UN Women Egypt in close collaboration with the National Council for Women (NCW) supported the comprehensive review of the Personal Status Laws (family laws) and Penal Code to analyze the impact of such laws on women's ability to access justice for all forms of violence. The process brought together multiple actors in the justice chain, including members of the judiciary, prosecution, police, social affairs, in addition to specialized councils to develop draft laws and/or amend existing ones to prevent violence against women, punish perpetrators, and ensure the rights of survivors. As a result of several rounds of consultations by national stakeholders, a draft comprehensive law on violence against women, that aims to support a comprehensive response to survivors of violence, including the provision of support and protection services, was developed and will be submitted to parliament by the NCW.
UN Women has been advocating for the passage of The Anti-Domestic Violence Law, introduced to parliament in 2015 and still under review. In January 2017, the law was presented to discussion in front of the Iraqi Council of Representatives, however it failed to pass the committees. The strengths of the draft bill include provisions for services for domestic violence survivors, protection orders (restraining orders) and penalties for their breach, and the establishment of a cross-ministerial committee to combat domestic violence. However, the law does not set penalties for committing the crime of domestic violence, does not repeal provisions in the Iraqi Penal Code that condone domestic violence (such as weaker penalties for ‘honor crimes’), and prioritizes reconciliation over justice.
In November, an amendment to the Personal Status Law (No. 188 of 1959) was proposed that would allow men to marry girls as young as 9 years old. The bill indicates that when issuing decisions on personal status issues, the court should follow the rulings of religious scholars for Sunni or Shiite sects, depending on the husband's faith (i.e. the Scholars' Congregation at the Shiite Endowment Diwan or Scholars' Fatwa Council which represents Sunni jurisprudence). The efforts of CSO’s, women activists, women committee in the parliament and UN agencies including UN Women led to the withdraw of the draft law from the parliament agenda by mid-November.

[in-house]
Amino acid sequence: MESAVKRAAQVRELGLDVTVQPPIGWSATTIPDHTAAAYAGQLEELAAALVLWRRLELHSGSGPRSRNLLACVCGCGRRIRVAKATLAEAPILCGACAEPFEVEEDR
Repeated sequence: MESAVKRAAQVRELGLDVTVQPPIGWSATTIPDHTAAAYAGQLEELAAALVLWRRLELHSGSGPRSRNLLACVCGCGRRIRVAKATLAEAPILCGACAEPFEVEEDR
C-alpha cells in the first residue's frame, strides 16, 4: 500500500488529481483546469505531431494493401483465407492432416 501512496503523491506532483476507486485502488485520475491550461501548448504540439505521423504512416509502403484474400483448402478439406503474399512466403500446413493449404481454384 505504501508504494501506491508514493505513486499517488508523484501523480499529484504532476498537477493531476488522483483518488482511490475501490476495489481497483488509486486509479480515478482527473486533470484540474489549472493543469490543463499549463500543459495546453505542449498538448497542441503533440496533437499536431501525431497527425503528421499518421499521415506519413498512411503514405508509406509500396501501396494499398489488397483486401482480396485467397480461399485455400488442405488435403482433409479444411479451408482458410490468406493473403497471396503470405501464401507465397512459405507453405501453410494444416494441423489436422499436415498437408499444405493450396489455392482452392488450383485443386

UN Women first acted through supporting the civil society in its advocacy efforts to align draft law no 103.13 with international norms and standards, and more especially through supporting the memorandums of the coalition Printemps de la Dignité composed of 25 NGOs throughout the national territory. The coalition is specialized in advocating to the government and to the Parliament on laws and public policies related to EVAW, and has developed a Memorandum on each of the expected reforms and defended their arguments before the Ministry of Justice. UN Women has supported the coalition providing it with tools and guidance on international norms, laws and strategies to EVAW.
UN WomenPalestine supported national counterparts to develop a Family Protection Bill (FPB) in line with international human rights standards. UNW's support included technical advice to the technical committee that was formed by the Council of Ministries to work on the FPB. UNW also facilitated the engagement of the CSOs in this process through sensitizing partners on the rights of CSOs to take part in this process and supporting CSOs simultaneously by providing them with technical and financial support to advocate for the adoption of a responsive bill. UNW has also supported the justice sector strategy to identify legislative priorities for the years 2017- 2022 , which included the penal code, the personal status law, the family protection bill, cybercrime law and others.
UN Women Lebanon, in cooperation with several activist civil society organizations, supported a campiagn in 2016 to repeal article 522 of the Penal Code related to rape-marriage, which releases the perpetrator in case he marries the victim. In June 2017, the campaing efforts were materialized with the approval of the Parliament to repeal the article.